(03/12/2013) As a global community, we have so far failed to answer this most pressing question; we have yet to build our cloud. Deforestation rates are down in some places, but overall, our forests continue to disappear much as they have for the past 50 years, driven principally by increasing global demand for food. Can we feed the world and save our forests? Yes, we can, and the solution lies in the global supply chain and the message some companies are now sending their suppliers: ‘If you cut down trees, I won’t buy your product.’ This has the power to silence bulldozers. It’s already doing so and now it’s time to go to scale.

The need to jump-start REDD to save forests

(03/08/2013) At least US$7.3 billion has been pledged for REDD+ over the period from 2008 to 2015, with $4.3 billion pledged for REDD+ readiness during the fast-start period alone (2010-2012). In addition to these funds, private investors, private foundations, and others have been channeling financial support to developing countries for REDD+ and related programs for several years now.

A promising initiative to address deforestation in Brazil at the local level

(03/05/2013) The history of the Brazilian Amazon has long been marked by deforestation and degradation. Until recently the situation has been considered out of control. Then, in 2004, the Brazilian government launched an ambitious program to combat deforestation. Public pressure—both national and international—was one of the reasons that motivated the government to act. Another reason was that in 2004, deforestation contributed to more than 55 percent of Brazil’s total greenhouse gas emissions, making Brazil the fourth-largest greenhouse gas emitter in the world.

Saving forests by putting a price on them

(03/04/2013) During the 2013 SuperBowl, the championship game of the US National Football League, a truck company aired an advertisement that likened farmers to God’s favorite assistant. It suggested that when God needs something tough, or gentle, done, he calls a farmer. The narration, taken from a speech given to the Future Farmers of America in 1978 by Paul Harvey, a radio host, plays directly to the near mythical stature of farmers and ranchers in American culture and their deep connection to nature.

Saving forests by stemming agricultural sprawl

(03/01/2013) I’m fortunate to travel the world helping conserve habitats for some of the world’s most iconic species. When I visit places like the Amazon and Sumatra, I’m still awestruck by their diversity and pristine beauty. I’m also reminded how threatened they are. Our growing demand for food and fiber is fueling deforestation in resource-rich regions of the world. As environmentalists, if we don’t change where and how we produce food and fiber, we can turn off the lights and go home. There won’t be any biodiversity left to protect.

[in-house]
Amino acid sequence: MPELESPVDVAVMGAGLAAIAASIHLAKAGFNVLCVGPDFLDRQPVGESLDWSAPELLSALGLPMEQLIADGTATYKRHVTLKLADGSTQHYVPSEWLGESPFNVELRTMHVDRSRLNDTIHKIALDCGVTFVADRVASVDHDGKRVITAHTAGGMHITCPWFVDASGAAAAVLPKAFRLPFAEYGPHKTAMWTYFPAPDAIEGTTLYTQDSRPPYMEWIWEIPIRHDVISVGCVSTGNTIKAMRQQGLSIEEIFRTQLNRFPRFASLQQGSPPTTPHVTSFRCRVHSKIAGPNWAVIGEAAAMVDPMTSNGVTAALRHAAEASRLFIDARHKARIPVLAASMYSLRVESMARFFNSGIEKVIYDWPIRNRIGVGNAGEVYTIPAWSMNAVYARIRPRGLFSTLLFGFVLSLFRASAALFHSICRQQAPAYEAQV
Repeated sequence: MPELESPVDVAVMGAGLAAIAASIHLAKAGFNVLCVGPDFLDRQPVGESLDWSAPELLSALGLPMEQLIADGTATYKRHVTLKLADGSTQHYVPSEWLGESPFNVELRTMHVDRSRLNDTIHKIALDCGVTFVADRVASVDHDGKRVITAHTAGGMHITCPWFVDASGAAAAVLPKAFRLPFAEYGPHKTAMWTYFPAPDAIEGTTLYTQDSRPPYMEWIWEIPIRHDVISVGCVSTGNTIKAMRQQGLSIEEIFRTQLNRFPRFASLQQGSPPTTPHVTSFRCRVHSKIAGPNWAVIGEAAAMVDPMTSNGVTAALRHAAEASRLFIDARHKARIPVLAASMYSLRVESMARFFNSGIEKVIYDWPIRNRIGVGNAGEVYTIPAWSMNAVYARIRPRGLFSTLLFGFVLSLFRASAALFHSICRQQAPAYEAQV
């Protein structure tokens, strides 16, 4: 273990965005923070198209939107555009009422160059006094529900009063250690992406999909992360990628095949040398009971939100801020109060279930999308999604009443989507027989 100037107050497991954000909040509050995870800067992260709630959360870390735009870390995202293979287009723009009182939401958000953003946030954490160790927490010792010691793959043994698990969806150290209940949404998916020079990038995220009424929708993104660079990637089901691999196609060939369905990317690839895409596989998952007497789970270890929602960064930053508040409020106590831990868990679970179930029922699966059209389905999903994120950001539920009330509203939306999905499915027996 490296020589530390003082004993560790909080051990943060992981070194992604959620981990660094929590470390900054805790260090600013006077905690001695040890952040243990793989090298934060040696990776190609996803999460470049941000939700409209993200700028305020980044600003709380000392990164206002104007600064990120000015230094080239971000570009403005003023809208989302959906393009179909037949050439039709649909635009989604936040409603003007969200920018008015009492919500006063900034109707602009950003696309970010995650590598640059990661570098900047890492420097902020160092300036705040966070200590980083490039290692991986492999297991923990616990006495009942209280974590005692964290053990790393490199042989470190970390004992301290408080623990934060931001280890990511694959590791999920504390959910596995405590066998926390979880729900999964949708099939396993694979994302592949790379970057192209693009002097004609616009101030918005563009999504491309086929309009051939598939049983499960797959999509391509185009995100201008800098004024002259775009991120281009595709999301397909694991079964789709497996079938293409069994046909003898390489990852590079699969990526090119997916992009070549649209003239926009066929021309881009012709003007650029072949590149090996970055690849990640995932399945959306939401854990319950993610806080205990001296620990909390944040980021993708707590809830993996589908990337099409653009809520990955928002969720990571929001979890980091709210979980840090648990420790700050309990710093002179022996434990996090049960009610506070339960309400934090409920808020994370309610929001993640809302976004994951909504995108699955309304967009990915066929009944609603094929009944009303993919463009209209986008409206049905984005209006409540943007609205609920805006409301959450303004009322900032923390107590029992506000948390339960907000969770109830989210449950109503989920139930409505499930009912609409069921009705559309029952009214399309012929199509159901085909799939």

Can saving forests help feed the world?

(02/28/2013) As world population climbs from 7 to a projected 9 billion people and emerging and developing economies demand ever more of the food and fiber that drive deforestation, many environmentalists ask with increasing urgency whether and how tropical forests can survive. But the question may actually be whether and how the world’s increasing, and increasingly rich, population can be fed unless tropical forests survive.

The challenge of putting Brazil’s forests in good hands

(02/28/2013) People often associate Brazil with its forests. It’s no wonder given that nearly 60% of the country’s territory is covered by forest and it holds about one-third of the world’s remaining tropical rainforests. You might assume that a country like this would care about educating people to sustainably manage this precious heritage. Well, you’d be wrong!

The corporate conservation revolution

(02/27/2013) There’s a new kind of environmental hero emerging. They don’t live in Washington, D.C., and they’re known more for their interest in increasing earnings than in reducing greenhouse gases. They are found in an unlikely place: The Corporate Boardroom, and they’re making a big difference in saving the worlds forests and our climate. In recent years, a group of visionary corporate leaders have been quietly teaming up with a growing number of environmental groups to take a hard look at what’s left of our planet’s natural resources. Together, they agree: we are past the point where our land and oceans can meet the food, energy and commodity demands of our planet’s seven billion inhabitants.

Editor’s note: The opinions expressed in this op-ed do not necessarily reflect the views of or its staff. Mongabay founder, president, and editor Rhett A. Butler served as an advisor to the Skoll Foundation from 2010-2012.